By Jennie Strange
Photos by Brandy Strain

If you talk to anyone involved with the Arkansas Shakespeare Theatre (AST) for long, you are bound to hear the word "family." And you don't have to look too deep into the trenches to find out why. Leading this Conway-based company is an extraordinary group who work together to not only bring Shakespeare's plays to life for a new generation, but also strive to create a genuine sense of family amongst their staff, actors, volunteers, and the local community itself.
At the helm of this team is Mary Ruth Marotte, now in her sixth year as the Executive Director. Marotte was first involved with AST through her role as a professor of English at the University of Central Arkansas (UCA), then joined their Board of Directors shortly after. She became highly invested in the mission of the company and thus was the perfect candidate when the Executive Director position became a need.
Rebekah Scallet joined AST as the Producing Artistic Director in 2011. Originally from Little Rock, Scallet grew up watching her father as the President of the board of the Shakespeare Festival of Arkansas, and later moved to Chicago where she herself was involved with the Illinois Shakespeare Theatre.
While the newest hire within the year-round AST staff, Geneva Galloway is certainly not new to the company. As a teenager she watched her siblings take part in the first season's productions. Later, as a student in the UCA Theatre Department, Galloway served as Scallet's administrative assistant and then as summer company manager for four seasons. She took on the newly created position of General Manager in February 2016.
Though the AST rehearsal and performance season is primarily in May and June, Marotte, Scallet, and Galloway work year round to keep the company constantly moving forward. Through weekly team meetings and constant email interaction, they create what Marotte describes as "an atmosphere of mutual respect. We've done our best work in collaboration."
Galloway agrees- "It's nice to be in an environment where they support good and new ideas."
Also playing integral roles in the process of bringing AST's vision to life are Paige Reynolds and Shauna Colclasure-Meador. Reynolds, a professor of English at UCA specializing in Renaissance studies, has long been a part of AST, starting when she was cast in their first production of Romeo and Juliet. She now serves as the company's head dramaturge, a position tasked with providing historical research and context for the each production to the cast and crew. She also initiated an internship program for dramaturgical studies with UCA and AST. Meador, part of the UCA Theatre faculty, holds the position of costume shop supervisor for AST and also manages the production budgets.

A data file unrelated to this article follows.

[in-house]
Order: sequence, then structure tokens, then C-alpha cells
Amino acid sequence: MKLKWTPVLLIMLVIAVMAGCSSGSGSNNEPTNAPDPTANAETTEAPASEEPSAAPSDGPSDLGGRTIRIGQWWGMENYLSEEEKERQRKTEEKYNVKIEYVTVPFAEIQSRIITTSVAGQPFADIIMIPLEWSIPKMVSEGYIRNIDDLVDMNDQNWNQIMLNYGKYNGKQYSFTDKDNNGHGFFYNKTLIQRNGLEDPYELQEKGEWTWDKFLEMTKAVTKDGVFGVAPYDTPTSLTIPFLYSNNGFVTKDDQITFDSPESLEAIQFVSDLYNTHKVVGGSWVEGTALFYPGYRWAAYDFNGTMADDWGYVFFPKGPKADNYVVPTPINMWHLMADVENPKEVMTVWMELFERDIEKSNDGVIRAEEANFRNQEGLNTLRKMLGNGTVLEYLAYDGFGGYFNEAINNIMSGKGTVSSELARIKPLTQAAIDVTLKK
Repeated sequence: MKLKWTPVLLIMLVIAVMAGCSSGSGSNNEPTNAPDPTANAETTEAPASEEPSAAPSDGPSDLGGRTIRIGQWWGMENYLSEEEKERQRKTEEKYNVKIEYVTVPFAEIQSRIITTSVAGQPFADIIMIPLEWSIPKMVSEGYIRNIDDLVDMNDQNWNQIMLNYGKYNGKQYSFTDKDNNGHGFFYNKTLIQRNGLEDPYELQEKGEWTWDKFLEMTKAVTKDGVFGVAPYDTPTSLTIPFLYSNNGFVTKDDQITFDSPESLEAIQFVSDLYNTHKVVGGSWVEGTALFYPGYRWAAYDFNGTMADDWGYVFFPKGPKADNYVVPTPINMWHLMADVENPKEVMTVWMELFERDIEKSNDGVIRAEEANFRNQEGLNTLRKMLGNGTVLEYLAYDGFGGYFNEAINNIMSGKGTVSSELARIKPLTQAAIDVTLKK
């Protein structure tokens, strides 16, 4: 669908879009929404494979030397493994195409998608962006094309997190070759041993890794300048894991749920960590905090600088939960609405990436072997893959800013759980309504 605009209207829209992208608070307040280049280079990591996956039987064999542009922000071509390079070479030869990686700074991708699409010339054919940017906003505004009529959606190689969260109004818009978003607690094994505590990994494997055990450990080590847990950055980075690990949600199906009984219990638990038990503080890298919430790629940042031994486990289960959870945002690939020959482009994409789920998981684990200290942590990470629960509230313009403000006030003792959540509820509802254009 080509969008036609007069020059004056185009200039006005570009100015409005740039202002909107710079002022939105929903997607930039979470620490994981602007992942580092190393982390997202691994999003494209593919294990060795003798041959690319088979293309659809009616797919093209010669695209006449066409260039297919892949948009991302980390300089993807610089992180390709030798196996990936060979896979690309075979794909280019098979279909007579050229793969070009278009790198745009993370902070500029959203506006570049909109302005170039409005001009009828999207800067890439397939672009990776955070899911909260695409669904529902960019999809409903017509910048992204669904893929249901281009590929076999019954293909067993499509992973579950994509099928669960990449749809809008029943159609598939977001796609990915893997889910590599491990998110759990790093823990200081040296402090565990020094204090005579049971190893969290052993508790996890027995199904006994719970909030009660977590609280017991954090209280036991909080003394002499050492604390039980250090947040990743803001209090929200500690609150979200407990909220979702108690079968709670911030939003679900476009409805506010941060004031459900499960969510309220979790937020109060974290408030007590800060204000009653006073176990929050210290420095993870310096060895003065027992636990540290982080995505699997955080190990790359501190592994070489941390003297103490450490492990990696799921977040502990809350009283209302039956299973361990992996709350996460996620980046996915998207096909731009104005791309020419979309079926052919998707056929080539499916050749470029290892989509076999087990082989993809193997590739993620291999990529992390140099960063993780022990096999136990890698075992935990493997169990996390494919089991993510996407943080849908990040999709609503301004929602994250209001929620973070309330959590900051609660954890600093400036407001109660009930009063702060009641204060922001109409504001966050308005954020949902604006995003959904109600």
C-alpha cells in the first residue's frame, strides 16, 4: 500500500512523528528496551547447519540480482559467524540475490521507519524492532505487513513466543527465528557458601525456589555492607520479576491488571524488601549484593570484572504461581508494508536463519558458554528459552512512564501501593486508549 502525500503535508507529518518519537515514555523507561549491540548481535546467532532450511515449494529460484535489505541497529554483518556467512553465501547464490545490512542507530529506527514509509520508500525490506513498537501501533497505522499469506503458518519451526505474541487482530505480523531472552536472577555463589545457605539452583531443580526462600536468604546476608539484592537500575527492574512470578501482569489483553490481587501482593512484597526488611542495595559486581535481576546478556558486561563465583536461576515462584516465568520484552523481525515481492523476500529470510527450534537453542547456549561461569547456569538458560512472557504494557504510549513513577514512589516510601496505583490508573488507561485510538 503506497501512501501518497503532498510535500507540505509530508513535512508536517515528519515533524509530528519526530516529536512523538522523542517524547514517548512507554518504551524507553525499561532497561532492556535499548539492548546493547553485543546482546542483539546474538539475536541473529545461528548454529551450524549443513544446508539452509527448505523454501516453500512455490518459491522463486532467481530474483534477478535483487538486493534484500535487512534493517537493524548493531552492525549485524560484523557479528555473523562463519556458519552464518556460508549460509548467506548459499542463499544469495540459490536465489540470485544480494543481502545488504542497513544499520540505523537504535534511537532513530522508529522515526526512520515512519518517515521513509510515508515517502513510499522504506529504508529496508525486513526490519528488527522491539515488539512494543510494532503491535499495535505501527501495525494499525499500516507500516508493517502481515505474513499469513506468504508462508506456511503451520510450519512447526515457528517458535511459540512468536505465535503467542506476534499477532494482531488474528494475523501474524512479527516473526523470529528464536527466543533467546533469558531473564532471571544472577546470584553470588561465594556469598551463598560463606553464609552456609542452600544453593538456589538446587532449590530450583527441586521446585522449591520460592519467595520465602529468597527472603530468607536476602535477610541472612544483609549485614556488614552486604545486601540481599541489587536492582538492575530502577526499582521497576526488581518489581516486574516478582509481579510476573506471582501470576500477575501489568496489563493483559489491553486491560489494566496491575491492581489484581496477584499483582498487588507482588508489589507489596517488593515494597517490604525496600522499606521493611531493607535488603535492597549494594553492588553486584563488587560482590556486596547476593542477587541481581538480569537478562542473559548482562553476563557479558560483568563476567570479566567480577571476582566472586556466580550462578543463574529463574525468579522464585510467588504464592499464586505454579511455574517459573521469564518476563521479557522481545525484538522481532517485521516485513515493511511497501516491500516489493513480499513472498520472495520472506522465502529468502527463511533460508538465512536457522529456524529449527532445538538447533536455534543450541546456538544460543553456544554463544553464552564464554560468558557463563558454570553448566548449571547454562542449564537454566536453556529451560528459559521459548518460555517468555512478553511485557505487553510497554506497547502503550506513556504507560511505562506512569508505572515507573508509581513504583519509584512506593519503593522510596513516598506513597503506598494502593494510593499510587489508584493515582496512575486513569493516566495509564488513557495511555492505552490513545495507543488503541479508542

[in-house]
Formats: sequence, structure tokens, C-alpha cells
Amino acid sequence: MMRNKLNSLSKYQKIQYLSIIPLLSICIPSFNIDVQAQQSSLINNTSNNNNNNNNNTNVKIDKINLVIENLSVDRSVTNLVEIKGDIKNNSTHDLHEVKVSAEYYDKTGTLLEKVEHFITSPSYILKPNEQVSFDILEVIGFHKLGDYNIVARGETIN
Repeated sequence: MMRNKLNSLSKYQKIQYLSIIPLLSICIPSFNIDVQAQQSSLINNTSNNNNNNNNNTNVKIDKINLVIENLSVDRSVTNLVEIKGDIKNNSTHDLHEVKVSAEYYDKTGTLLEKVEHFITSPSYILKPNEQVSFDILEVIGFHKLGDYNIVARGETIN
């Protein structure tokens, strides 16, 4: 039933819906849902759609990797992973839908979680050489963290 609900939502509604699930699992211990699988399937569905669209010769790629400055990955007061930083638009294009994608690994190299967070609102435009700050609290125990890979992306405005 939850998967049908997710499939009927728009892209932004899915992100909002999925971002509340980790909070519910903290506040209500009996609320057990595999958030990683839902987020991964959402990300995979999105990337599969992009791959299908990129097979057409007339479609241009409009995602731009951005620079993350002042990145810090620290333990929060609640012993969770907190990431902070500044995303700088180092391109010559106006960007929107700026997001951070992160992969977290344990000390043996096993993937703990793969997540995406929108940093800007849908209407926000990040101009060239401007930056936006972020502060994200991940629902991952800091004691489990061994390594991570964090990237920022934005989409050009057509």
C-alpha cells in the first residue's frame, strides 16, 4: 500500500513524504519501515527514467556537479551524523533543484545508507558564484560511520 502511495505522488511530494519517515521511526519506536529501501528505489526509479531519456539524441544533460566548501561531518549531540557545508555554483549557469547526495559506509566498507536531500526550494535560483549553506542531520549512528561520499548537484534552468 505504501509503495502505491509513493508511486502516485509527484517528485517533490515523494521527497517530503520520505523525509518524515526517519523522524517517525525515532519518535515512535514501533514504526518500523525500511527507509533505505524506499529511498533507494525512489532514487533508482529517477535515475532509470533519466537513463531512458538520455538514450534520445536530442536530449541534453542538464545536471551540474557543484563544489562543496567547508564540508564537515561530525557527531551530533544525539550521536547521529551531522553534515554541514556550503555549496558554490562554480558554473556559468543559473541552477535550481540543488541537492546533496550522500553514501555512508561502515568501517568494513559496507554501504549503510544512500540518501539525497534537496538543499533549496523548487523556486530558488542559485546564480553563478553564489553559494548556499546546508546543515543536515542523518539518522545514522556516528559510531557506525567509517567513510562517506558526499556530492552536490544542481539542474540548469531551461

Beyond the individual passions and skill sets that each of the above bring to the table, there is something else that makes AST look strikingly different than most regional theatre companies - this leadership team is comprised entirely of women.
"It's rare to have a classical theatre company run by women- it's been a primarily male-dominated world." Scallet explained. "One thing I hear repeatedly from various actors and designers is that they really like that about AST- it's refreshing."
When you realize that AST is run by a group of full-time working women, many of whom have children, you realize why that idea of family resounds throughout the company. "It's challenging to make a career in the arts and have a family," Scallet expressed. "But our team shows other young women it's possible to do both. "
Marotte agrees "There's a real life quality to it. Rebekah and Paige have both been pregnant while working on productions-we've been in staff meetings before where Rebekah was nursing her baby while we're talking about productions . My own kids have grown up around this."
Scallet laughingly recalled the first season she directed as a mother- "There were some 12 hour days where I had to bring my son with me to rehearsals. I would just pass him around to the actors to take turns holding him. It's great that I could do that and make it work."
That same sense of understanding, flexibility, and "make it work" attitude spreads out to the entire cast and crew. Galloway reiterated that the theme of family flows throughout the company, "We try to get the actors out in the community, interacting not just with each other, but also with our board of directors and our audiences."
"We are starting to get a reputation among national theatre and Shakespeare circles for being a great place to work because of the community feel." Scallet stated. "We all really love this festival- there's no way we would do this if we didn't."
To find out more about AST's team and their upcoming 10th anniversary season, you can check out